By Jehan Perera –
The government is getting ready to pass a 19th Amendment to the constitution as an urgent bill. For the past several weeks, the government has been engaging in internal debate about the powers of the provincial councils and how they should be reduced. The urgency arises from the government’s much debated decision to finally hold the long-postponed elections for the Northern Provincial Council in September. The proposed constitutional amendment seeks to take away the power of two (or more) adjacent provincial councils to decide to merge together to form one merged province. The merger of the Northern and Eastern provinces has been a sore point for successive governments and Sinhalese opinion leaders. They see the possibility of a merged North East province to be a threat to the unity of the country. Such a province would have a non-Sinhalese majority, and being about 30 percent of the country, could also become a viable independent state in which the majority of the population would be Tamil and Muslim.
It seems to be that, prior to the establishment of a Tamil-led provincial council, the government is keen to allay the concerns being raised publicly by its nationalist coalition partners, who see a Tamil-led Northern Provincial Council as being injurious to national interests. Already the Eastern Provincial Council is Muslim-led, though the government holds the majority position in it. Recent developments there suggest a weakening of the government’s position within the Eastern Provincial Council. This is borne out in a comment of President Mahinda Rajapaksa at a cabinet meeting on the issue the constitutional amendment, where is reported to have said, “I know what is happening. They are raising anti-Sinhala cries. They are creating hatred. As long as I am there, I will not allow anything to happen. I am doing this for the sake of the future generation and not for my own benefit.”
These words of the President are revealing of the government’s sensitivity to what they perceive to be national concerns. The weakening of the government’s hold over the Eastern Provincial Council, which has a majority of Muslim and Tamil members, appears to have made government leaders more concerned about the forthcoming election of the Northern Provincial Council. There were stories being spread about cabinet ministers getting violent with each other due to heightened emotions in discussing the pros and cons of the devolutionary system of government. The dominant voice within the government has been seeking ways in which to strengthen Parliament’s power to impose its writ upon the Provincial Councils, and also to withdraw the devolved police and land powers from them. The fact that the government is proposing to do weaken the provincial councils just before a Tamil-led provincial council is about to be elected shows mistrust of the Tamil community.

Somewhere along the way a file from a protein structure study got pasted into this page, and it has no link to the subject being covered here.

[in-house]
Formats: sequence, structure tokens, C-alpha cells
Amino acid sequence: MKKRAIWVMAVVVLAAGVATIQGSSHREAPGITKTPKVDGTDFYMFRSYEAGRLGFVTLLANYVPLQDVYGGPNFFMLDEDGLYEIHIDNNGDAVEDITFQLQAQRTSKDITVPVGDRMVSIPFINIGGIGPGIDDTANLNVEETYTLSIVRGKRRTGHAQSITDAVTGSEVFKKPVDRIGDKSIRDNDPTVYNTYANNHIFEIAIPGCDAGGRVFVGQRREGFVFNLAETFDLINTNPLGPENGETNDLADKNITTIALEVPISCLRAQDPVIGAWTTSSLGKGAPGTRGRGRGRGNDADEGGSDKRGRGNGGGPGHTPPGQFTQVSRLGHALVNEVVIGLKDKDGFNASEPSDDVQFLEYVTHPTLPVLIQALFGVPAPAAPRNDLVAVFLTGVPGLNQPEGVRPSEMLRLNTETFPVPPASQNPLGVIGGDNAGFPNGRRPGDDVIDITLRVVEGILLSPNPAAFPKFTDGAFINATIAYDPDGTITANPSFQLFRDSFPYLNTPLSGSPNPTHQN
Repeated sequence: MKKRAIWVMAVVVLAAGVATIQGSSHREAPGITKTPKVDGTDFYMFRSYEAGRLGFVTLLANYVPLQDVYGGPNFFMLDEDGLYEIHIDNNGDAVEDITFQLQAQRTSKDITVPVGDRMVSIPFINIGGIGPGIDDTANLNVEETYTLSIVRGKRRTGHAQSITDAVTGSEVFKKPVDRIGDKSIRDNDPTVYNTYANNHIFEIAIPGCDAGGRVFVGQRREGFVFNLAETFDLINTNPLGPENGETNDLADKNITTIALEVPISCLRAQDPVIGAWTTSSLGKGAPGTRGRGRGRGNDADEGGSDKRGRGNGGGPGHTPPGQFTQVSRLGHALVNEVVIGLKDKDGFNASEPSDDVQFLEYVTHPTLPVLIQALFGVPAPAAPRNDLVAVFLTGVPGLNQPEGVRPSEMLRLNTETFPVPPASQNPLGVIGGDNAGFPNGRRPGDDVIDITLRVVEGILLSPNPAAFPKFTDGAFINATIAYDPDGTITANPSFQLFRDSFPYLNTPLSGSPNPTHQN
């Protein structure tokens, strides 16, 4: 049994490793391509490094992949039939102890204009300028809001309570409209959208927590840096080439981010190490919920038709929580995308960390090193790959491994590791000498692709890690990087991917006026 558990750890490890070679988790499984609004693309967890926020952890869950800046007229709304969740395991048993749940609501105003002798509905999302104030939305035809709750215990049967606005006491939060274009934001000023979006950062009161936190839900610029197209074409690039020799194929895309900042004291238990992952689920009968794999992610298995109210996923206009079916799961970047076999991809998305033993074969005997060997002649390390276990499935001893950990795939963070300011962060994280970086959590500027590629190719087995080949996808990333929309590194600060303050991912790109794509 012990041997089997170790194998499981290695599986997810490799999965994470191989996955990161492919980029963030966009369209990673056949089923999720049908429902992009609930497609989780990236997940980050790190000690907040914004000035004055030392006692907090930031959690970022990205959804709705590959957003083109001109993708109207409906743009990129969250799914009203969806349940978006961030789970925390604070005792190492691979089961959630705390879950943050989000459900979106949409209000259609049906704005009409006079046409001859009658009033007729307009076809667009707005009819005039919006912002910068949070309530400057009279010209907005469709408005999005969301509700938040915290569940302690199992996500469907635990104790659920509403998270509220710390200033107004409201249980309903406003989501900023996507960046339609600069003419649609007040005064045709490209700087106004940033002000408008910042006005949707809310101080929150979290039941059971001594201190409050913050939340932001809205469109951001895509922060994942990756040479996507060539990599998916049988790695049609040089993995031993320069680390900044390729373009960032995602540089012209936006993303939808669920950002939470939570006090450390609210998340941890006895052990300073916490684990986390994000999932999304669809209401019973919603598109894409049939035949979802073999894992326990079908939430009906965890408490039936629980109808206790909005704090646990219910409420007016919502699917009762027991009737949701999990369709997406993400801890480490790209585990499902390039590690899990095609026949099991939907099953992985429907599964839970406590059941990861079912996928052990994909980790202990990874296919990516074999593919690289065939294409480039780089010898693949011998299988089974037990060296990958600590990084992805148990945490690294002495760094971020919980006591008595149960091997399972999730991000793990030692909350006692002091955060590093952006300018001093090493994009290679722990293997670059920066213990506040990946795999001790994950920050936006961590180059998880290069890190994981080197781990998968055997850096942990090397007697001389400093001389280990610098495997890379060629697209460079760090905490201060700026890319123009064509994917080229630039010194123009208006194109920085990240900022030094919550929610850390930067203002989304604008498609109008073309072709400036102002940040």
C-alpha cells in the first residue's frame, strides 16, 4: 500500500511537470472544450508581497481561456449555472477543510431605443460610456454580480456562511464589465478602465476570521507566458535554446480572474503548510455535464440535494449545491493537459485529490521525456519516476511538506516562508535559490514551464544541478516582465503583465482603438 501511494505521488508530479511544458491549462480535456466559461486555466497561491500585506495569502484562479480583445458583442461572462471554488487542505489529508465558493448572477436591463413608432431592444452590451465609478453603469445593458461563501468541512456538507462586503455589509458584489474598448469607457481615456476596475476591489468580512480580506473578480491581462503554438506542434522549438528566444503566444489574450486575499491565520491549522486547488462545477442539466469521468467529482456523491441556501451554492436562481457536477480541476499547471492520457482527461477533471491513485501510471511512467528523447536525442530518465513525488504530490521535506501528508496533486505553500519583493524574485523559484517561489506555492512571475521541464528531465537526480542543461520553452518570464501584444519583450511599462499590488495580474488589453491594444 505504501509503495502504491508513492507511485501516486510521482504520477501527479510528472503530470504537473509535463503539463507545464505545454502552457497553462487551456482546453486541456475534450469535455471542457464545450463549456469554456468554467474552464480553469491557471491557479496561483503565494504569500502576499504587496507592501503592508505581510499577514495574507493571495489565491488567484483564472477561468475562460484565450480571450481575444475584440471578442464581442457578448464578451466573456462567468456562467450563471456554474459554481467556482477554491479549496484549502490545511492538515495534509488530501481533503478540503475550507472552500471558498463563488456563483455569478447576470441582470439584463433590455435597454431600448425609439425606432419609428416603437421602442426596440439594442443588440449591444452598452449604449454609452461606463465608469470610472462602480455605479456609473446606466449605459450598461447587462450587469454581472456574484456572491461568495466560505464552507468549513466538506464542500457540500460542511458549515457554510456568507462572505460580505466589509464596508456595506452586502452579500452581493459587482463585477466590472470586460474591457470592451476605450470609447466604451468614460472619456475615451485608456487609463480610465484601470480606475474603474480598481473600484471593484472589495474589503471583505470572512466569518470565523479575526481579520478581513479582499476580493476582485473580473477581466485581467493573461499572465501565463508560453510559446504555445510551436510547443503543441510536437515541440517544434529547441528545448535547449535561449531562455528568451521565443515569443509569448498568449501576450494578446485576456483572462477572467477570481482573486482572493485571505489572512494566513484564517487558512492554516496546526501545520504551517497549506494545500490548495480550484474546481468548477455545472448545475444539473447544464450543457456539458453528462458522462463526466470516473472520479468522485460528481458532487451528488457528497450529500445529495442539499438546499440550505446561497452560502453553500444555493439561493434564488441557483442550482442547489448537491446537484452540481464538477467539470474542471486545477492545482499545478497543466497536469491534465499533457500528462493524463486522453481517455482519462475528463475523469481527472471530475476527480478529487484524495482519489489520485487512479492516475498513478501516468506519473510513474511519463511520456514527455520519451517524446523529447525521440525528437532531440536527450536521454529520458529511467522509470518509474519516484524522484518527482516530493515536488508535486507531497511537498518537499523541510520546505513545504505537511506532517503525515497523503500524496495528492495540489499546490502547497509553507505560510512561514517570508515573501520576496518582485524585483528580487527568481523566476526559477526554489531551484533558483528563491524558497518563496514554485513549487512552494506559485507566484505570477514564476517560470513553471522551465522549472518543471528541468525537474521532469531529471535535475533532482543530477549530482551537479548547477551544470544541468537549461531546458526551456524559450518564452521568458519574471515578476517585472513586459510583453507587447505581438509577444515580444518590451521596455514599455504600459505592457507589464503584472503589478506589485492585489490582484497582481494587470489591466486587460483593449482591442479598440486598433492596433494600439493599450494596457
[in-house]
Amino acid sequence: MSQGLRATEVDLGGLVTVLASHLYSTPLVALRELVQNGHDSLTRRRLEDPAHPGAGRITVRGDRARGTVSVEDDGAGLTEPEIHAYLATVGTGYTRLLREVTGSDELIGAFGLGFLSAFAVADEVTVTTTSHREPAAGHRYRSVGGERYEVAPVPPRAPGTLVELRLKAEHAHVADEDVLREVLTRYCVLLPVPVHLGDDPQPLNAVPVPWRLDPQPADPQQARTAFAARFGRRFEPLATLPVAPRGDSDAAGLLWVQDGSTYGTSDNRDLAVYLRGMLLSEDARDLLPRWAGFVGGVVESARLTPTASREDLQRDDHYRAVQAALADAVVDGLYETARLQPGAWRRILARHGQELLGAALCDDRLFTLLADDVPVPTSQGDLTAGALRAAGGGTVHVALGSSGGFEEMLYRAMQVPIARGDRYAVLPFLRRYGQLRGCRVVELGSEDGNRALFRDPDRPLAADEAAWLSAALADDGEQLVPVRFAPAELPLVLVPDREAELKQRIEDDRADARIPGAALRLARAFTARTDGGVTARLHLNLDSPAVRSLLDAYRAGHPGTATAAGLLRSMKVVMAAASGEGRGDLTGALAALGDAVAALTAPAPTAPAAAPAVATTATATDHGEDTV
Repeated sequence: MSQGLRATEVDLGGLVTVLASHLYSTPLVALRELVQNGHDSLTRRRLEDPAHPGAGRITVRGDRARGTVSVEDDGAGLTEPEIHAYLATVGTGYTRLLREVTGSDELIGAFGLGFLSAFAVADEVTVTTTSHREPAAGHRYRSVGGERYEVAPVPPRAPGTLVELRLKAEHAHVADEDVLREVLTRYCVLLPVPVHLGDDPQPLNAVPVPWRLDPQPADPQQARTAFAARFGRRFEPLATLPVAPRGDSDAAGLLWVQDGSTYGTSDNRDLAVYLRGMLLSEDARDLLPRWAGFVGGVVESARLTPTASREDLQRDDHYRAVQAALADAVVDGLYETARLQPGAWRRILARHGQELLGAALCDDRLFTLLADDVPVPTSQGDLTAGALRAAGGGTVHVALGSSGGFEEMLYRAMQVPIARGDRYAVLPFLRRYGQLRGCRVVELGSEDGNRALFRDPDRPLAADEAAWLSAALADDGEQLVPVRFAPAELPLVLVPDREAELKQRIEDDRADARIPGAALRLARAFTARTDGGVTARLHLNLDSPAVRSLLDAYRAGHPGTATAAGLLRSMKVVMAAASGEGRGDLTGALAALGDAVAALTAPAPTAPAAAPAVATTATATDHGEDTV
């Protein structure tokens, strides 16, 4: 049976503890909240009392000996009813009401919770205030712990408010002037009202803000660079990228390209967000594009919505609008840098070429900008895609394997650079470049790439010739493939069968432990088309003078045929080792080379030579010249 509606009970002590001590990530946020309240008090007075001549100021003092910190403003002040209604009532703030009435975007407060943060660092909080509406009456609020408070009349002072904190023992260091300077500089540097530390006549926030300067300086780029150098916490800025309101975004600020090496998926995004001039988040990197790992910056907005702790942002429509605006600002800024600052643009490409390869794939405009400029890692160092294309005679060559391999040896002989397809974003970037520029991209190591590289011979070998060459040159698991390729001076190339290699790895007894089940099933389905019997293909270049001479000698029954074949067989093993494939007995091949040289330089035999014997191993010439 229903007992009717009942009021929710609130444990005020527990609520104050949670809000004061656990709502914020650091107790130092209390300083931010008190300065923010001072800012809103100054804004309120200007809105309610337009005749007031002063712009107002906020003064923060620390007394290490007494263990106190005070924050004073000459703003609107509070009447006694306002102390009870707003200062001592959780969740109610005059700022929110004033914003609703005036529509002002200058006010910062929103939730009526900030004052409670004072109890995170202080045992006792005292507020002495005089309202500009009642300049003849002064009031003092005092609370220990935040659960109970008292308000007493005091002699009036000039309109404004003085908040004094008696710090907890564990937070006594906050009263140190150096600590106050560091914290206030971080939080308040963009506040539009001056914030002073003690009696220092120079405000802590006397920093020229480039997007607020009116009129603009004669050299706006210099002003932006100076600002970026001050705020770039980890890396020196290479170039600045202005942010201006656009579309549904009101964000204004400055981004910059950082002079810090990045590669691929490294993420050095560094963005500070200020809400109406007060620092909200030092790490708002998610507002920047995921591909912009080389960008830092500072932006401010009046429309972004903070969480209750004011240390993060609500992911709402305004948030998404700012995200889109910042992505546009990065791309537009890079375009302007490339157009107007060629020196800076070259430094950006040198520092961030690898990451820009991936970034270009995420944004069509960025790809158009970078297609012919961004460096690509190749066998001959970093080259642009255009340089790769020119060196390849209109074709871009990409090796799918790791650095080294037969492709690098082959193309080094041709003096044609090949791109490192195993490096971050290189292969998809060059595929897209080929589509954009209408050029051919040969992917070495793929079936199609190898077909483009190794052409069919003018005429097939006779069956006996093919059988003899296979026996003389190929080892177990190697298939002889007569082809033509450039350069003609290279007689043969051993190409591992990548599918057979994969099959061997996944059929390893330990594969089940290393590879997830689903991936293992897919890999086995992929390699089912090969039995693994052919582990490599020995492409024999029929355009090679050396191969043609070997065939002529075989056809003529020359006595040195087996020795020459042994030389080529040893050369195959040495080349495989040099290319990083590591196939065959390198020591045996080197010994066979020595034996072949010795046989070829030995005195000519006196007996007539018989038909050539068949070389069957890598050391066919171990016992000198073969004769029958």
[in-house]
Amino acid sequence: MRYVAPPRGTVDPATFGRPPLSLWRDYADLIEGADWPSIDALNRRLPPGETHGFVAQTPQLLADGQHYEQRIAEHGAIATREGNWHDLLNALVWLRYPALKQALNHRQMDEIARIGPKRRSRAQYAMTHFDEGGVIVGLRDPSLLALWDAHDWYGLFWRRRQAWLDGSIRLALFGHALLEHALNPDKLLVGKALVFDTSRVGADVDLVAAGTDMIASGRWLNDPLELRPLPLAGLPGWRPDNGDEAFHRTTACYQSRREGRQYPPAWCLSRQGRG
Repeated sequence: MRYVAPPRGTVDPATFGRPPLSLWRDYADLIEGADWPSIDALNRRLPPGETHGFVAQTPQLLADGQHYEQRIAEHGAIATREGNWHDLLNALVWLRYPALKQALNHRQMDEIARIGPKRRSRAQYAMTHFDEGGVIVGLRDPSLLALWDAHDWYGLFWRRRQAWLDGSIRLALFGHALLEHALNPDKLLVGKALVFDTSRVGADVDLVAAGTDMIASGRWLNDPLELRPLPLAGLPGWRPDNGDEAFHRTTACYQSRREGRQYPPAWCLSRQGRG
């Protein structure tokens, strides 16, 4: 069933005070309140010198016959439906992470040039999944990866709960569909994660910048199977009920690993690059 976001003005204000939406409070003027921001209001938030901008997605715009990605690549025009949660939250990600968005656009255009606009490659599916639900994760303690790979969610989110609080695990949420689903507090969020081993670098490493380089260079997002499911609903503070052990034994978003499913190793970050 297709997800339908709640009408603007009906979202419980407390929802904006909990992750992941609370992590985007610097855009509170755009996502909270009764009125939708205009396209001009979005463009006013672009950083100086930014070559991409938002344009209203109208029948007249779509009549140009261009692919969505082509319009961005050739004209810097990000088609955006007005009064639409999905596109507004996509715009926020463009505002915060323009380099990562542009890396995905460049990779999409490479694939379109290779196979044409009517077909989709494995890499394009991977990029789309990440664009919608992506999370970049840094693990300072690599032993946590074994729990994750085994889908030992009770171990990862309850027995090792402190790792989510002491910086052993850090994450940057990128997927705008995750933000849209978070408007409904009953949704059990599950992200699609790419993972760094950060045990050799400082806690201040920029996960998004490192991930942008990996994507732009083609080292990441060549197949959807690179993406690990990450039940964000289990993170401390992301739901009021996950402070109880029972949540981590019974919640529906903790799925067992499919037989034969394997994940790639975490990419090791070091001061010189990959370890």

The problem with the present government leadership is that they are so heavily immersed in the fears and apprehensions of the past with reference to ethnic separatism that they have not been able to show an ability to transcend them. But if they are to be truly leaders of a multi-ethnic and multi-religious country, in which the minority ethnic and religious communities account for 30 percent of the population, they need to be alive to the fears and apprehensions of these communities as well. They must not be one-sided in their affections for a section of the people, even if it be the majority section. The proposed 19th Amendment to the constitution is an example where the government is catering to the concerns of the majority community on the issue of Tamil separatism and not to the concerns of the ethnic minorities. The Tamil and Muslim minorities seek the devolution of power as a mechanism of power-sharing in which they too have a voice and the power to decide.
The state as protector of all citizens must be responsive to the sensitivities to those that feel alienated. Extremist positions do not heal but only lead to more and more conflict. To the larger world that is looking on, the proposed election in the Northern Province represents the most significant step on the part of the government towards reconciliation. The symbolism that the provincial council system represents is greater than the power it devolves. At this current time of great development but little effort at transitional healing, it is important that the government to not to undermine the devolution of power under the 13th amendment. The holding of free and fair elections for the Northern Provincial Council will be symbolic to Sri Lankans and to the international community that the government has committed itself to the reconciliation process and to providing democratic rights to its ethnic minorities.